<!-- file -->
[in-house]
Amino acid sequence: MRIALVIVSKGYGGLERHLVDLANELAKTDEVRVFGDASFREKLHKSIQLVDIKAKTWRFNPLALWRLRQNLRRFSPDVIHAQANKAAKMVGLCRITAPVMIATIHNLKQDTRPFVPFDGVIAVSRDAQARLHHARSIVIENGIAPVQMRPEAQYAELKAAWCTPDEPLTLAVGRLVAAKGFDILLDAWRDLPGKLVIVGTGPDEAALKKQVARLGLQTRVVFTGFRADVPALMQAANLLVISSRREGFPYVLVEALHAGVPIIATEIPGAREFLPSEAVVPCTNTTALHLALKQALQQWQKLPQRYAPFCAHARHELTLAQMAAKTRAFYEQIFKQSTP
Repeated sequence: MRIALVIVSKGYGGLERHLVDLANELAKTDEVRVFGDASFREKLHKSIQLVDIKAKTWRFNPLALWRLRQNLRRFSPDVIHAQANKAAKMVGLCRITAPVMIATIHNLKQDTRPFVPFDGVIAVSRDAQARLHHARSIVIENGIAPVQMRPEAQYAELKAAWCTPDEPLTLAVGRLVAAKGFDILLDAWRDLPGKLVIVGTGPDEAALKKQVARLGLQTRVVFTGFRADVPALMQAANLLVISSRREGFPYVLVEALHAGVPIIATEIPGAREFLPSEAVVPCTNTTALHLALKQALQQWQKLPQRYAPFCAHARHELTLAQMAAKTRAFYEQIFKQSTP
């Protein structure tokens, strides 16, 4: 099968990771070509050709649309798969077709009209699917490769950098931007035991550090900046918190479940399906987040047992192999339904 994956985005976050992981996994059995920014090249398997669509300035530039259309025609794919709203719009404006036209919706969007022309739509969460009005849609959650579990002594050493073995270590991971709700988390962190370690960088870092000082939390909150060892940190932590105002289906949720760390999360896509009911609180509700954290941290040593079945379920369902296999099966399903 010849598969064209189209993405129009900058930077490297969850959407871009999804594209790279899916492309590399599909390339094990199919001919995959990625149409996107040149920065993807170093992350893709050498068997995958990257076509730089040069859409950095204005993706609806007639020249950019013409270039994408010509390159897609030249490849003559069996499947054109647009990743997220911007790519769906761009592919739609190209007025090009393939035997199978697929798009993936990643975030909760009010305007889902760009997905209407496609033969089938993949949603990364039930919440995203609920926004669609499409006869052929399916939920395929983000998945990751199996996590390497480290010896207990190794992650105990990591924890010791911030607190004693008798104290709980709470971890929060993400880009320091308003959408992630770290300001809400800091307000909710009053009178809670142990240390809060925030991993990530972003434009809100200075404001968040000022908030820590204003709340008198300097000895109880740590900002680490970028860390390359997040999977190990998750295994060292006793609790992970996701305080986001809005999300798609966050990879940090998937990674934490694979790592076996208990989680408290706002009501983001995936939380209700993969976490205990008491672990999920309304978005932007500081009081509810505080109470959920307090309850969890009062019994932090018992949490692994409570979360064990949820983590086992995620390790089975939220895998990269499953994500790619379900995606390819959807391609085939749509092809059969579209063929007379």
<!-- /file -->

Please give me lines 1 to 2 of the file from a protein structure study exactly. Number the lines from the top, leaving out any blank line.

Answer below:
[in-house]
Amino acid sequence: MRIALVIVSKGYGGLERHLVDLANELAKTDEVRVFGDASFREKLHKSIQLVDIKAKTWRFNPLALWRLRQNLRRFSPDVIHAQANKAAKMVGLCRITAPVMIATIHNLKQDTRPFVPFDGVIAVSRDAQARLHHARSIVIENGIAPVQMRPEAQYAELKAAWCTPDEPLTLAVGRLVAAKGFDILLDAWRDLPGKLVIVGTGPDEAALKKQVARLGLQTRVVFTGFRADVPALMQAANLLVISSRREGFPYVLVEALHAGVPIIATEIPGAREFLPSEAVVPCTNTTALHLALKQALQQWQKLPQRYAPFCAHARHELTLAQMAAKTRAFYEQIFKQSTP